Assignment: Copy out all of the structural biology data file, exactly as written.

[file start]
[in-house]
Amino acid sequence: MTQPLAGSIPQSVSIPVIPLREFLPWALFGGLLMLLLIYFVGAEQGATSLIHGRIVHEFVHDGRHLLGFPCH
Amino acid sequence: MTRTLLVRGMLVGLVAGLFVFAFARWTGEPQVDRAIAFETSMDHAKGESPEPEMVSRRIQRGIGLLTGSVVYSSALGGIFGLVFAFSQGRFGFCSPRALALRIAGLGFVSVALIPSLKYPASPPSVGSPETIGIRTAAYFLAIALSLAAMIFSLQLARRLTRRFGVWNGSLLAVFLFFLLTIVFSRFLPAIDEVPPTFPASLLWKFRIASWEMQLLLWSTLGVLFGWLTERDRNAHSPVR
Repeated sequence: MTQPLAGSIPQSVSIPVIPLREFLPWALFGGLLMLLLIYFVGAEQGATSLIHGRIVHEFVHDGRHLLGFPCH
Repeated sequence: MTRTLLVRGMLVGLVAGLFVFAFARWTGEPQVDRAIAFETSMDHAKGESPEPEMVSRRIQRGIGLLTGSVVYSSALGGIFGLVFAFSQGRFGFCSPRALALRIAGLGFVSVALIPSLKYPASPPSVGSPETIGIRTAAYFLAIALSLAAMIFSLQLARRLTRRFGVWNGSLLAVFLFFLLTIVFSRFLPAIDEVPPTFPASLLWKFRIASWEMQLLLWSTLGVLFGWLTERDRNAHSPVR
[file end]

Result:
[in-house]
Amino acid sequence: MTQPLAGSIPQSVSIPVIPLREFLPWALFGGLLMLLLIYFVGAEQGATSLIHGRIVHEFVHDGRHLLGFPCH
Amino acid sequence: MTRTLLVRGMLVGLVAGLFVFAFARWTGEPQVDRAIAFETSMDHAKGESPEPEMVSRRIQRGIGLLTGSVVYSSALGGIFGLVFAFSQGRFGFCSPRALALRIAGLGFVSVALIPSLKYPASPPSVGSPETIGIRTAAYFLAIALSLAAMIFSLQLARRLTRRFGVWNGSLLAVFLFFLLTIVFSRFLPAIDEVPPTFPASLLWKFRIASWEMQLLLWSTLGVLFGWLTERDRNAHSPVR
Repeated sequence: MTQPLAGSIPQSVSIPVIPLREFLPWALFGGLLMLLLIYFVGAEQGATSLIHGRIVHEFVHDGRHLLGFPCH
Repeated sequence: MTRTLLVRGMLVGLVAGLFVFAFARWTGEPQVDRAIAFETSMDHAKGESPEPEMVSRRIQRGIGLLTGSVVYSSALGGIFGLVFAFSQGRFGFCSPRALALRIAGLGFVSVALIPSLKYPASPPSVGSPETIGIRTAAYFLAIALSLAAMIFSLQLARRLTRRFGVWNGSLLAVFLFFLLTIVFSRFLPAIDEVPPTFPASLLWKFRIASWEMQLLLWSTLGVLFGWLTERDRNAHSPVR